Grants Awarded2014 | Film, Video, & Photography | United States
to support a journey to New York City to conduct research on filmmaking, attend a wide variety of exhibitions and performances, study animation techniques, and meet other artists
Yebizu Image Festival is a unique festival that aims to reconsider the issue of how to inherit the development of the media and the media from the past to the present and the future, to repeatedly conduct dialogue, to become a place to share widely. Tokyo, the first photograph exhibition held after the renewal opening of the Tokyo Metropolitan Museum of Photography, will use the entire Tokyo Metropolitan Museum of Photography as the main venue again and add connections with the areas deepened during the closing and further enhancement.
Throughout the summer at OCAT Personal Space is dedicated to the work of the young Beijing-based animation artist Lei Lei, and to the premiere of his latest moving image project Coming Soon. A feature-length animation, Coming Soon is the result of five years of hard work beginning in 2012. This stunning hand-crafted work of moving image takes its narrative from the life-story of Lei Lei’s grandfather Lei Ting. Combining drawing, collage, archival film and photos as well as footage of Lei Lei’s grandfather, Coming Soon is a remarkable feat of research and imagination, as the artist explores a complex historic era through the eyes of his generation and his own singular perspective. Both Lei Ting and Lei Lei’s father, Lei Jiaqi, were involved in this animation’s production, which lends the piece a subtle intimacy and great emotional force.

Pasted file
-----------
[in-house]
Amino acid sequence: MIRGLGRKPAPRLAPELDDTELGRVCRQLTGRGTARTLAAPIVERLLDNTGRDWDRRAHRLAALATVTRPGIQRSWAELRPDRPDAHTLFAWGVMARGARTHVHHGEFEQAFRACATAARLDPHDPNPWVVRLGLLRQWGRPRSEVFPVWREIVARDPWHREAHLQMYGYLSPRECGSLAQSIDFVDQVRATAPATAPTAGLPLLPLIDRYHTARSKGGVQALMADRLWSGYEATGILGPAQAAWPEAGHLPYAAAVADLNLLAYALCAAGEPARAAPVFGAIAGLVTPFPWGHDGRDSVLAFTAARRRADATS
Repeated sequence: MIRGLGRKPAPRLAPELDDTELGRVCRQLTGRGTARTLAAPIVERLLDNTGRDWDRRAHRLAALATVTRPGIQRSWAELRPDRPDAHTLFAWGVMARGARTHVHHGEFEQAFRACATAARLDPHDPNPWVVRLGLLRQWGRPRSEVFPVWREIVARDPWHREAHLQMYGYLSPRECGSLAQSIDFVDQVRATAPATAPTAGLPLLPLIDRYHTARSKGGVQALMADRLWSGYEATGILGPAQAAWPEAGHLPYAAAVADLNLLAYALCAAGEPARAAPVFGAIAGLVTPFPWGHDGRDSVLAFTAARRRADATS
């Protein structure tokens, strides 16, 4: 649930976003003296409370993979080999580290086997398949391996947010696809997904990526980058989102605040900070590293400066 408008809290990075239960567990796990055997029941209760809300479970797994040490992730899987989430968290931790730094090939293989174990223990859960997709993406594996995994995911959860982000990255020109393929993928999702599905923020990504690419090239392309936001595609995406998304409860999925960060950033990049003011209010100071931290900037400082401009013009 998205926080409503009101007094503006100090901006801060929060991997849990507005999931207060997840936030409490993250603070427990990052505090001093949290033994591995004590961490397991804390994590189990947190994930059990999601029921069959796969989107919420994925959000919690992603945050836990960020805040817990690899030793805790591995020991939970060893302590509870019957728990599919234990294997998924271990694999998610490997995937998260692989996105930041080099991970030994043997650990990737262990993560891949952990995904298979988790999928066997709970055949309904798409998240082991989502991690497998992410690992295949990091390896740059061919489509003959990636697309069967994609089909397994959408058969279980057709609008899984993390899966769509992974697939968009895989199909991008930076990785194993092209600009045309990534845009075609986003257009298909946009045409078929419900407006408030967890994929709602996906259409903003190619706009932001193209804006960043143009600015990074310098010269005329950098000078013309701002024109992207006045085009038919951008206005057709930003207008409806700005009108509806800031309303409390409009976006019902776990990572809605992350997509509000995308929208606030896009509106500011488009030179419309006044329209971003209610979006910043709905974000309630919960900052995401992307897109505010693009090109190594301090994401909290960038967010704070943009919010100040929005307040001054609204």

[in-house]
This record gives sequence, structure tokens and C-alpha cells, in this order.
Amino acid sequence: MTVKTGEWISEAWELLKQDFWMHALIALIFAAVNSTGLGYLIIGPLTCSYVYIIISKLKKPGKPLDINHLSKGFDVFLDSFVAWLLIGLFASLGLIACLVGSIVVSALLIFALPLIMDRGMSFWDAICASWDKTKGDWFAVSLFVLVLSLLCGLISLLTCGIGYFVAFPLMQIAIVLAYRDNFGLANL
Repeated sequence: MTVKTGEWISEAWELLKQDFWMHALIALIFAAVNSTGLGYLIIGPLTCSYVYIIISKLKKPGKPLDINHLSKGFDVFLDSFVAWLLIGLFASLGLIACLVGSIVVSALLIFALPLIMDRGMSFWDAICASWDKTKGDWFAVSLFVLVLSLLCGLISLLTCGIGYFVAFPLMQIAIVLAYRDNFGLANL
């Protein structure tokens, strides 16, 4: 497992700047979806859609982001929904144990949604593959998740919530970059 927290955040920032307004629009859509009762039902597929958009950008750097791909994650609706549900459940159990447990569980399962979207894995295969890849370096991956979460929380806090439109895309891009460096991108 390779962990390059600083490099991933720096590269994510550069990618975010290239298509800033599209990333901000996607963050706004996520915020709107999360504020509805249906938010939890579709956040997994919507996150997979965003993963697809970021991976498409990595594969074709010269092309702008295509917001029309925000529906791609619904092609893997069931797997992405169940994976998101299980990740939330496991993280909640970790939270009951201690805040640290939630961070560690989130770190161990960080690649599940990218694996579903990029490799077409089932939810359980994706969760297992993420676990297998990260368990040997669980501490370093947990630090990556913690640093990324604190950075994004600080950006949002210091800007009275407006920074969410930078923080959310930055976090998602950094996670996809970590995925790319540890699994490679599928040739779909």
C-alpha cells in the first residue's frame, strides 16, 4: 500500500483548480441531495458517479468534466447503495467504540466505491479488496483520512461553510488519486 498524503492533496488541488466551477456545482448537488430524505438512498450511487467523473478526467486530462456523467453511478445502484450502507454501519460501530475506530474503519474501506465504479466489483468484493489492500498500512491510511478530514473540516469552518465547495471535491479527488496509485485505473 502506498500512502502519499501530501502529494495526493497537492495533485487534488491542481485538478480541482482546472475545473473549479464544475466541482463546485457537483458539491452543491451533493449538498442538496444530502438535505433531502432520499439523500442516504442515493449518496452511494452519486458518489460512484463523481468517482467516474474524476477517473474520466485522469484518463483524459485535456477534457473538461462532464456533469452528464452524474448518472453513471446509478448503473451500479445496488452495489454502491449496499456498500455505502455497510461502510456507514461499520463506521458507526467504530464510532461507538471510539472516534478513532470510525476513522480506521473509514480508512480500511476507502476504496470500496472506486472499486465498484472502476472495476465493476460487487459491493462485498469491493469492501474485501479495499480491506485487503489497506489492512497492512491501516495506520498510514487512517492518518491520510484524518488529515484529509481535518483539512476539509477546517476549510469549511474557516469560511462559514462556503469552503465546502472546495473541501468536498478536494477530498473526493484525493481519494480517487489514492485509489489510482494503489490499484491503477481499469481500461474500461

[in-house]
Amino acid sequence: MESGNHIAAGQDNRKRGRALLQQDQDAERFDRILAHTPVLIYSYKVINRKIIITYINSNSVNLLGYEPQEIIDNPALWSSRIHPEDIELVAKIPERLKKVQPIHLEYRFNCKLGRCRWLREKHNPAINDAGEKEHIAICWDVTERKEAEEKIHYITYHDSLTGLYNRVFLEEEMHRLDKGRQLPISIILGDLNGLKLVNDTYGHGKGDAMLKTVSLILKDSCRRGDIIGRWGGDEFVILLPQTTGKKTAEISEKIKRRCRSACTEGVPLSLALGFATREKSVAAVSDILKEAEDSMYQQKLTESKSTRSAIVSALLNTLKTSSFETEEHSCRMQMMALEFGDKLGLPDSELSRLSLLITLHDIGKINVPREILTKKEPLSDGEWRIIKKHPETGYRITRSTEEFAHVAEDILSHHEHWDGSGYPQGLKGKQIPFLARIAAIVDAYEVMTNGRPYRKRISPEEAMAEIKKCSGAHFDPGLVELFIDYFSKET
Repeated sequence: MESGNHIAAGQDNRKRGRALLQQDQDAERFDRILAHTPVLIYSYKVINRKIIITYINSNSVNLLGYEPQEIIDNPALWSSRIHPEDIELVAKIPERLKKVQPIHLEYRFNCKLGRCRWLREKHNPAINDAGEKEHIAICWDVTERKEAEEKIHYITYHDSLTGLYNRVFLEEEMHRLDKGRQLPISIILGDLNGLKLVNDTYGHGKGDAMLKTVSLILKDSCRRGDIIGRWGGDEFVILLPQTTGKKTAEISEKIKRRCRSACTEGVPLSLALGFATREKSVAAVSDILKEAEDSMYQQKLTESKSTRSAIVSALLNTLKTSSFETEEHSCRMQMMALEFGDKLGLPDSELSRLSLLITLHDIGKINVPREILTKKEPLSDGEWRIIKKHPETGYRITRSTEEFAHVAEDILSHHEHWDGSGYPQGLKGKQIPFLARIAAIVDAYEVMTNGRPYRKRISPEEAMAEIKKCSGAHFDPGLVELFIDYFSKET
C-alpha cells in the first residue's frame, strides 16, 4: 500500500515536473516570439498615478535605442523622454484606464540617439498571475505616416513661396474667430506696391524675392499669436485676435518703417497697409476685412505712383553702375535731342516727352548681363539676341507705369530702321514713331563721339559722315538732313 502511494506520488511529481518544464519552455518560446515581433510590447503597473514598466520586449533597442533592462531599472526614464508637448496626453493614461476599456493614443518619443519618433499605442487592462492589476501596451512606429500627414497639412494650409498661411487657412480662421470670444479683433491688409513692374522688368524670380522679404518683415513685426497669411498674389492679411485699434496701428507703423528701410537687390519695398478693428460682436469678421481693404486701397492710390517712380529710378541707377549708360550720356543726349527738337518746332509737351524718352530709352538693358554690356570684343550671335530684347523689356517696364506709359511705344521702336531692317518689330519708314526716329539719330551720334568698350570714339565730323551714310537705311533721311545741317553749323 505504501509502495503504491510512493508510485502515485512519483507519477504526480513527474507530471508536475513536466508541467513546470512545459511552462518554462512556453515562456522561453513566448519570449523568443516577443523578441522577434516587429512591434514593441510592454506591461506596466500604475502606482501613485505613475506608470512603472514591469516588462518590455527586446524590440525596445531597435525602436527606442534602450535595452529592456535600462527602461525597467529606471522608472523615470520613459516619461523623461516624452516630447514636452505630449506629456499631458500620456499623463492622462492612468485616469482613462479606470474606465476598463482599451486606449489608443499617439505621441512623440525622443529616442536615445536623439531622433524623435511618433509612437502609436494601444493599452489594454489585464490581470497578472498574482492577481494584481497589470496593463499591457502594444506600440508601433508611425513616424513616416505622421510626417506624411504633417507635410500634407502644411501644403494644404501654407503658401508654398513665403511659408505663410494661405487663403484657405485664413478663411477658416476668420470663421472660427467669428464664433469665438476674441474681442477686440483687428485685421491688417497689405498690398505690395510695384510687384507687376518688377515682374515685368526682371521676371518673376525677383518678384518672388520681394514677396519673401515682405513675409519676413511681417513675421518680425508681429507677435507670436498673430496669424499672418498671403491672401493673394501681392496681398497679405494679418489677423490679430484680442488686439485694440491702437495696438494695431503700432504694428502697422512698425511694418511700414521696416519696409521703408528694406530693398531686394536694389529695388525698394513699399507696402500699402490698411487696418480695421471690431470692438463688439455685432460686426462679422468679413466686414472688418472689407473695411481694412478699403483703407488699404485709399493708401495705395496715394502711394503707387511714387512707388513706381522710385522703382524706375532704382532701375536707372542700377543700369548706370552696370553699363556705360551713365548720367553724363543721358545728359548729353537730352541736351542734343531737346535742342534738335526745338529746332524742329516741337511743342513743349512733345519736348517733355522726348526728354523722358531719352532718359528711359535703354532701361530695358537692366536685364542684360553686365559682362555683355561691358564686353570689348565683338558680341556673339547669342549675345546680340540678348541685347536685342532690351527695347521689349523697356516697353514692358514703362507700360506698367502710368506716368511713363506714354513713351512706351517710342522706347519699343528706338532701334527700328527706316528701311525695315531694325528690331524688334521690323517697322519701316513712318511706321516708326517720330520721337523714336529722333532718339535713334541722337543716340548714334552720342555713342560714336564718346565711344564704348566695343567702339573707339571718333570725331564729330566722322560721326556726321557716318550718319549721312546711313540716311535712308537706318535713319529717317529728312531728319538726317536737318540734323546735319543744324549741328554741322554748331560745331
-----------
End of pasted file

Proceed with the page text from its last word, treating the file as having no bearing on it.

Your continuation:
Grantee: Lei Lei
In Chinese filmmaker, and ACC alumnus, Lei Lei’s first feature, the director’s mother speaks in voiceover about her parents, the trials and tribulations of her youth, Maoist China, and violent dreams of animals fueled by late nights in front of the television. Accompanying these recollections, which drift across the soundtrack, are anonymous still and moving images, found footage, and repurposed photographs, occasionally made to skip, stutter, or slow through analog animation techniques. As memories weave through material evidence of the past, ruptures emerge in the film’s construction, calling upon the mind’s eye to fill in the gaps of history.